The Consumer Financial Protection Bureau (CFPB) has announced its first data security enforcement action.  Since the 1990s, the Federal Trade Commission (FTC) has primarily taken on the role as the de facto federal regulator of data security issues.  The FTC has relied on its Section 5 authority to prohibit companies from engaging in unfair and deceptive acts and practices (UDAAP).  The CFPB, however, has been empowered with enhanced authority to bring enforcement actions against companies engaged in UDAAP.  The Dodd-Frank Act excludes from the definition of "enumerated consumer laws" subject to the CFPB's jurisdiction the provisions of Gramm-Leach-Bliley which deal with data security.  The absence of any prior enforcement action, much less any emphasis on data security on the CFPB's website, has suggested that the CFPB might defer to the federal banking agencies and the FTC when it comes to investigating and taking enforcement actions related to data security.  Although the CFPB lacks enforcement authority with respect to the data security provisions of Gramm-Leach-Bliley, the CFPB has apparently decided that it can use its UDAAP authority with respect to data security matters.  That significantly ups the ante for large banks and non-banks subject to the CFPB's enforcement jurisdiction.

The CFPB’s target in this action is Dwolla, Inc. (“Dwolla”), a company that operates an online payment system, which uses consumers’ personal information to complete financial transactions. Focusing on the deception prong under UDAAP, the CFPB alleged that the company failed to maintain adequate data security practices despite representations made on the company website and in communications with consumers that the company has implemented practices that exceed industry standards, such as the Payment Card Industry Data Security Standard (PCI DSS).  However, the CFPB alleged that Dwolla failed to:

  • Adopt and implement reasonable and appropriate data security policies and procedures;

  • Use appropriate measures to identify reasonably foreseeable security risks;

  • Ensure that employees who have access to or handle consumer information received adequate training and guidance about security risks;

  • Use encryption technologies to properly safeguard sensitive consumer information; and

  • Practice secure software development, particularly with regard to consumer facing applications developed at an affiliated website.

Dwolla has agreed to a settlement to resolve the CFPB data security allegations.  Under the terms of the consent order, Dwolla must cease making any misrepresentations about its data security practices; implement comprehensive data security measures and policies, which must include designating a qualified person to coordinate and be accountable for the company’s data-security program as well as conducting risk assessments and audits; provide data security training to employees; fix any security weaknesses found in its web and mobile applications; securely store and transmit consumer data; and pay a $100,000 civil money penalty.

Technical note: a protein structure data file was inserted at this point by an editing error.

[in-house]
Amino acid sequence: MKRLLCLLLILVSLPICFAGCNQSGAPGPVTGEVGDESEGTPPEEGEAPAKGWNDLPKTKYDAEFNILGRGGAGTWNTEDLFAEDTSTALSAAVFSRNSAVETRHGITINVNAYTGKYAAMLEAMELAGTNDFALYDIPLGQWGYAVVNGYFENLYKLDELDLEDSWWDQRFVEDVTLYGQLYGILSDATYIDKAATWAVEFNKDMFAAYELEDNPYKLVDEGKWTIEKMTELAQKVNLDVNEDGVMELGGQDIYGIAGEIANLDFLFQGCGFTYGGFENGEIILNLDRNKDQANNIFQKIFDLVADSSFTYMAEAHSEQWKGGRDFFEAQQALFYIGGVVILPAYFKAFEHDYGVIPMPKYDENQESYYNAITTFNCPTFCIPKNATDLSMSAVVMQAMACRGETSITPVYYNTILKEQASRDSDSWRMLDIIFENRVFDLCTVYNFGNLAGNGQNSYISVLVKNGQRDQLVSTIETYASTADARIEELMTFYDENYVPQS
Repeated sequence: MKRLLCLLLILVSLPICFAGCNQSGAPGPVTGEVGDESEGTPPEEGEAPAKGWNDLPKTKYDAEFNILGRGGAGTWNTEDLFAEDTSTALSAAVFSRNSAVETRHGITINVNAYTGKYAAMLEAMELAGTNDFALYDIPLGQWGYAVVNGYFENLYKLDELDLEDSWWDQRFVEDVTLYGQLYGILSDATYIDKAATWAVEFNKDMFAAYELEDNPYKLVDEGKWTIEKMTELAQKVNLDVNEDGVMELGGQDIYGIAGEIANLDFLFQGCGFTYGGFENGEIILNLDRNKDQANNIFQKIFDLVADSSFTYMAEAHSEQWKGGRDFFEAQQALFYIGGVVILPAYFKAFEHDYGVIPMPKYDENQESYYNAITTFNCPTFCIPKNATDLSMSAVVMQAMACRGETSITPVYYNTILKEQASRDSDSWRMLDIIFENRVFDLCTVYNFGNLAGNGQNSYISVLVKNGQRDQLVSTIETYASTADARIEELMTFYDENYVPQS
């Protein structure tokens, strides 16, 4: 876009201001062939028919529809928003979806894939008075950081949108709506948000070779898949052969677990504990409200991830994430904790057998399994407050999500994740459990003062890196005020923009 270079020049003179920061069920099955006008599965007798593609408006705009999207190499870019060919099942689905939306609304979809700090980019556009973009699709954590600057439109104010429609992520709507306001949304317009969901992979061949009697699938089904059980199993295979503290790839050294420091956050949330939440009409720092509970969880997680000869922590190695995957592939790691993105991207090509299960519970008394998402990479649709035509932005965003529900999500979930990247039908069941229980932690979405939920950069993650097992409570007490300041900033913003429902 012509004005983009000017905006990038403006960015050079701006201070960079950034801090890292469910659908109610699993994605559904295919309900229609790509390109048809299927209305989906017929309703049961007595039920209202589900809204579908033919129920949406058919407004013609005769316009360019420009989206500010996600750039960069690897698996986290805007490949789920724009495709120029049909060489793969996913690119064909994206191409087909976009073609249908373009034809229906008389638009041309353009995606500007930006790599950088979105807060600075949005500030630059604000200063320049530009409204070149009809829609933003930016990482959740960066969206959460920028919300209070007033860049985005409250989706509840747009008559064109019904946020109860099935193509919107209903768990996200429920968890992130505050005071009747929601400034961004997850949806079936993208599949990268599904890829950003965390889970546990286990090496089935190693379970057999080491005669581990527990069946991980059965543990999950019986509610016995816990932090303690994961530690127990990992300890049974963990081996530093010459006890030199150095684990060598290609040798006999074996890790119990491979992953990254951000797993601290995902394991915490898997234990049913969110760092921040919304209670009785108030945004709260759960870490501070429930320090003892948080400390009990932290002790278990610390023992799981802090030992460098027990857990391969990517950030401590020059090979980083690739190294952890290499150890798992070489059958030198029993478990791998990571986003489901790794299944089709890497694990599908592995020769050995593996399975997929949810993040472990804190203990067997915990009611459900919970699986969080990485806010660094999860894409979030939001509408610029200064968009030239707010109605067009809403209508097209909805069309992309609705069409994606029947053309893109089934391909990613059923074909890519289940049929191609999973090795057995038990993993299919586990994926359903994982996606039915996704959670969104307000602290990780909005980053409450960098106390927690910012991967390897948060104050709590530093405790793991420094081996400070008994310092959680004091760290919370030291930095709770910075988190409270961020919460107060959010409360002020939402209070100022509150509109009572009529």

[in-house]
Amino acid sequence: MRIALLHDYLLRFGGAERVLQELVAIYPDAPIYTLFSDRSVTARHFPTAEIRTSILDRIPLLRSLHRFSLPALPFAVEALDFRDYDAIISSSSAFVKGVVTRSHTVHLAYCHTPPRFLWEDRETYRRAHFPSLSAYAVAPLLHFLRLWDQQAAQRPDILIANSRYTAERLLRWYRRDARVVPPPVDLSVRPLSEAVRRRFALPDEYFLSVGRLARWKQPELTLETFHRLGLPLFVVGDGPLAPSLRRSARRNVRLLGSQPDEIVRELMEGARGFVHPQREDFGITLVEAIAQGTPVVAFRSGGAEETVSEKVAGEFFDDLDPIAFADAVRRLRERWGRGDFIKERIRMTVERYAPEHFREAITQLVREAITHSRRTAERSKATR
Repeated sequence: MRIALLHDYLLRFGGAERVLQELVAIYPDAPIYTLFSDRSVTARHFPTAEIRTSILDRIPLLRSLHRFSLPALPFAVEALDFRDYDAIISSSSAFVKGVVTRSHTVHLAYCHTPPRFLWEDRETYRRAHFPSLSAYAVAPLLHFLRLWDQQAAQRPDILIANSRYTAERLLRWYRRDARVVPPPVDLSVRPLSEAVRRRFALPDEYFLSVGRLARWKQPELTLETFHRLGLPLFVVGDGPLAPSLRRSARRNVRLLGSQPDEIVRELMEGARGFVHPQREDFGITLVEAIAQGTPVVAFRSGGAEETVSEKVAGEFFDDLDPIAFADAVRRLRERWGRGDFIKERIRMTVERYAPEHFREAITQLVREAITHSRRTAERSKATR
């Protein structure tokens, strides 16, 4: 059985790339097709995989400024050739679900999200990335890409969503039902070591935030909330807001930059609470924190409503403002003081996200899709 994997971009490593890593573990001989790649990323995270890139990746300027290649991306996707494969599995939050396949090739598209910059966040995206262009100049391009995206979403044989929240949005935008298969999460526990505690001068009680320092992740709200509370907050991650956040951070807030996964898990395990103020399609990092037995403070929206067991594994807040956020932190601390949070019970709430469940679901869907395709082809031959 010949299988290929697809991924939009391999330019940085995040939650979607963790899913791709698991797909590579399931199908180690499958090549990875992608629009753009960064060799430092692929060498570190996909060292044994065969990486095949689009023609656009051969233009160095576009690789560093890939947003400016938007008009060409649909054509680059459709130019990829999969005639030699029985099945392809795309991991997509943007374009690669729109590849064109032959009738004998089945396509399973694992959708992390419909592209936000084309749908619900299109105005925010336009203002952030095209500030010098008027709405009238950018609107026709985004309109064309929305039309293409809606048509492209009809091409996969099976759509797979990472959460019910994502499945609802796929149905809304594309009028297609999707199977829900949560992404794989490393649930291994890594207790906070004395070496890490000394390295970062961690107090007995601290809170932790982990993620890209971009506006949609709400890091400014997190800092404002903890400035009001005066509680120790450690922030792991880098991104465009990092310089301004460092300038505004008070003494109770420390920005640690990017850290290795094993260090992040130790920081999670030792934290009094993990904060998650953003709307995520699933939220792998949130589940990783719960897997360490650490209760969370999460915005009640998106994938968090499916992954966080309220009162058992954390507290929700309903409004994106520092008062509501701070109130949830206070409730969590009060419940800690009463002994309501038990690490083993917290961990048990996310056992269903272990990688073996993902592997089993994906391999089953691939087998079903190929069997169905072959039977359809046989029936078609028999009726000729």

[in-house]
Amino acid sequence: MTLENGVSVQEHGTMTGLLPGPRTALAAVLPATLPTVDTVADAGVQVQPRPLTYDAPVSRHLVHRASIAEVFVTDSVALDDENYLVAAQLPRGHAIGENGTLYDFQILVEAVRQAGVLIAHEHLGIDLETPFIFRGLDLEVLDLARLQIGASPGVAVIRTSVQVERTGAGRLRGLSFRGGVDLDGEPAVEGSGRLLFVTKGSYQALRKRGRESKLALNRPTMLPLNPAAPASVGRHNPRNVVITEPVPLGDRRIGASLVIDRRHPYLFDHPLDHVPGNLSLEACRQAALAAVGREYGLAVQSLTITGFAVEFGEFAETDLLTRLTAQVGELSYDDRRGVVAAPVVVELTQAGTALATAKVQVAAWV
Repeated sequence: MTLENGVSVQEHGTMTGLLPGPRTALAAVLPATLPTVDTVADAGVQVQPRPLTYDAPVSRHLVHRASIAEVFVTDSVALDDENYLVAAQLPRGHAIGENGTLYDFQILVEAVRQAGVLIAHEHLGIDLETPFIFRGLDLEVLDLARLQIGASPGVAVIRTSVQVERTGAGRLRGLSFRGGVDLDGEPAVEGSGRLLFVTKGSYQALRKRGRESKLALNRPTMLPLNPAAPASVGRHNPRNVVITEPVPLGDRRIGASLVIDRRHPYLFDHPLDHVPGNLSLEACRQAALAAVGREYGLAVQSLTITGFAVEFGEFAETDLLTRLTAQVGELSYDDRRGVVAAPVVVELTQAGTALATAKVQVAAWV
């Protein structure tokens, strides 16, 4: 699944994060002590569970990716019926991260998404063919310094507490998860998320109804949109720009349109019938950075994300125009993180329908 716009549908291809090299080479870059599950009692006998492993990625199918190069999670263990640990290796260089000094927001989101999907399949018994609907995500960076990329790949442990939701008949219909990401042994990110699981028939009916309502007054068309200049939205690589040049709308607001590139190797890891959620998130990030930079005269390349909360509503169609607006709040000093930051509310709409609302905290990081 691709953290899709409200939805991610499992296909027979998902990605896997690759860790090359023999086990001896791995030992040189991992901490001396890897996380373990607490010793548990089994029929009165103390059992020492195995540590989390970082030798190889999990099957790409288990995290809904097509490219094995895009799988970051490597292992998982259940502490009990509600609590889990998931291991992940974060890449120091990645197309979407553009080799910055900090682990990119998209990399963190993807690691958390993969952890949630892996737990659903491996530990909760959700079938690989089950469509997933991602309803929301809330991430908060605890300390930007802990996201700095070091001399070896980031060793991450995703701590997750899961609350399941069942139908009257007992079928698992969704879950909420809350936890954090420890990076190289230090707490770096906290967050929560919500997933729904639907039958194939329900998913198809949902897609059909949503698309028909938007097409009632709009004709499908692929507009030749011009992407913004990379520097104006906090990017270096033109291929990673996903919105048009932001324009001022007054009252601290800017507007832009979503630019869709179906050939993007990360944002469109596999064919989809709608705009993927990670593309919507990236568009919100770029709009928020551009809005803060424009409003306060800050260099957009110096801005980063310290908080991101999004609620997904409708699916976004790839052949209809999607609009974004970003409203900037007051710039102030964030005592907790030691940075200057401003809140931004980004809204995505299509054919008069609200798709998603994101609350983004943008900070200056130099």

In the CFPB press release, CFPB Director Richard Cordray noted that, “With data breaches becoming commonplace and more consumers using these online payment systems, the risk to consumers is growing. It is crucial that companies put systems in place to protect this information and accurately inform consumers about their data security practices.”  Financial institutions should prepare for increased CFPB activity in the areas of data security and privacy, not only under the CFPB’s UDAAP authority, but we expect to see enforcement actions in the near future relating to the CFPB's enforcement of the privacy provisions of the Gramm-Leach-Bliley Act.

On March 18, 2016, Ballard Spahr attorneys will hold a webinar entitled "The CFPB's First Data Security Enforcement Action – Its Significance for Banks and Non-Banks" from 12 p.m. to 1 p.m. ET. The webinar registration form is available here.

Attorneys in Ballard Spahr's Consumer Financial Services Group monitor every CFPB action and keep clients informed with our award-winning blog, CFPB Monitor, which focuses exclusively on important CFPB developments. We assist clients in handling CFPB matters and scrutiny, including the facilitation of engagement with the CFPB to discuss rulemaking, preparation for CFPB exams, assistance in responding to CFPB civil investigative demands, and defense in litigation when necessary.

Members of Ballard Spahr’s Privacy and Data Security Group regularly advise financial institutions on compliance with consumer financial services laws related to privacy and data security issues.  We assist to evaluate, operationalize, and monitor new and existing products and services to ensure that financial institutions are regularly meeting their privacy and data security obligations in a rapidly evolving regulatory landscape.  We regularly counsel financial institutions when engaging with federal agencies, such as the Consumer Financial Protection Bureau and the Federal Trade Commission. 


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